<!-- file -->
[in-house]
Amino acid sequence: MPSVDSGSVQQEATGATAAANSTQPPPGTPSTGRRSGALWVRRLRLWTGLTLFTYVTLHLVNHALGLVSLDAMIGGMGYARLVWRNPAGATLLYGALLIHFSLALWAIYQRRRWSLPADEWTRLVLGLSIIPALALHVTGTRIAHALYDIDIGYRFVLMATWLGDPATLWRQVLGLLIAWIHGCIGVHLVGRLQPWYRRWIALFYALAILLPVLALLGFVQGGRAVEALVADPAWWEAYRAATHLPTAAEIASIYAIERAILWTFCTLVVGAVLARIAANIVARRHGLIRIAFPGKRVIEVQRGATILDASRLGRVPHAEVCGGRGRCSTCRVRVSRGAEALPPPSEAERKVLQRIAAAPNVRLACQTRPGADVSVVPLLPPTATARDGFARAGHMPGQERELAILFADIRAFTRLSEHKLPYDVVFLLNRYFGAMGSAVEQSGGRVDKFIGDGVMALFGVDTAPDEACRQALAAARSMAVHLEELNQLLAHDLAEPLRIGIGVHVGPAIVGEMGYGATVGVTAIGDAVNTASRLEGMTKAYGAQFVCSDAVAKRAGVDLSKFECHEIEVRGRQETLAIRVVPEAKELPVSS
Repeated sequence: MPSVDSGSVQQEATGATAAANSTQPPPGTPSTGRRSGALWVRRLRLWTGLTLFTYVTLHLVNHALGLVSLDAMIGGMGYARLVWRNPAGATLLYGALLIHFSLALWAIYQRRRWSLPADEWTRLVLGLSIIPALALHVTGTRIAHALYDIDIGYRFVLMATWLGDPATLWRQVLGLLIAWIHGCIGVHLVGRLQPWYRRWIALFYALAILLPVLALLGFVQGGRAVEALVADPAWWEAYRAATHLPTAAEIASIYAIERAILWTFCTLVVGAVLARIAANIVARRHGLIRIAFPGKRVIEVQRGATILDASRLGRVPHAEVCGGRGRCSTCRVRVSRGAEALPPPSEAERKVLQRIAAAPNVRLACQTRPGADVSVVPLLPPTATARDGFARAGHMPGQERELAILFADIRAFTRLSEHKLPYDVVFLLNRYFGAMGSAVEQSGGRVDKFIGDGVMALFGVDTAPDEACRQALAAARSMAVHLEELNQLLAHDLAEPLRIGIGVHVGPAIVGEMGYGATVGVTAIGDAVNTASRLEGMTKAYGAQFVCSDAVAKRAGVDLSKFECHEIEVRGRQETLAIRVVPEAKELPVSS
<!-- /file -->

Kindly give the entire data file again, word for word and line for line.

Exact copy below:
[in-house]
Amino acid sequence: MPSVDSGSVQQEATGATAAANSTQPPPGTPSTGRRSGALWVRRLRLWTGLTLFTYVTLHLVNHALGLVSLDAMIGGMGYARLVWRNPAGATLLYGALLIHFSLALWAIYQRRRWSLPADEWTRLVLGLSIIPALALHVTGTRIAHALYDIDIGYRFVLMATWLGDPATLWRQVLGLLIAWIHGCIGVHLVGRLQPWYRRWIALFYALAILLPVLALLGFVQGGRAVEALVADPAWWEAYRAATHLPTAAEIASIYAIERAILWTFCTLVVGAVLARIAANIVARRHGLIRIAFPGKRVIEVQRGATILDASRLGRVPHAEVCGGRGRCSTCRVRVSRGAEALPPPSEAERKVLQRIAAAPNVRLACQTRPGADVSVVPLLPPTATARDGFARAGHMPGQERELAILFADIRAFTRLSEHKLPYDVVFLLNRYFGAMGSAVEQSGGRVDKFIGDGVMALFGVDTAPDEACRQALAAARSMAVHLEELNQLLAHDLAEPLRIGIGVHVGPAIVGEMGYGATVGVTAIGDAVNTASRLEGMTKAYGAQFVCSDAVAKRAGVDLSKFECHEIEVRGRQETLAIRVVPEAKELPVSS
Repeated sequence: MPSVDSGSVQQEATGATAAANSTQPPPGTPSTGRRSGALWVRRLRLWTGLTLFTYVTLHLVNHALGLVSLDAMIGGMGYARLVWRNPAGATLLYGALLIHFSLALWAIYQRRRWSLPADEWTRLVLGLSIIPALALHVTGTRIAHALYDIDIGYRFVLMATWLGDPATLWRQVLGLLIAWIHGCIGVHLVGRLQPWYRRWIALFYALAILLPVLALLGFVQGGRAVEALVADPAWWEAYRAATHLPTAAEIASIYAIERAILWTFCTLVVGAVLARIAANIVARRHGLIRIAFPGKRVIEVQRGATILDASRLGRVPHAEVCGGRGRCSTCRVRVSRGAEALPPPSEAERKVLQRIAAAPNVRLACQTRPGADVSVVPLLPPTATARDGFARAGHMPGQERELAILFADIRAFTRLSEHKLPYDVVFLLNRYFGAMGSAVEQSGGRVDKFIGDGVMALFGVDTAPDEACRQALAAARSMAVHLEELNQLLAHDLAEPLRIGIGVHVGPAIVGEMGYGATVGVTAIGDAVNTASRLEGMTKAYGAQFVCSDAVAKRAGVDLSKFECHEIEVRGRQETLAIRVVPEAKELPVSS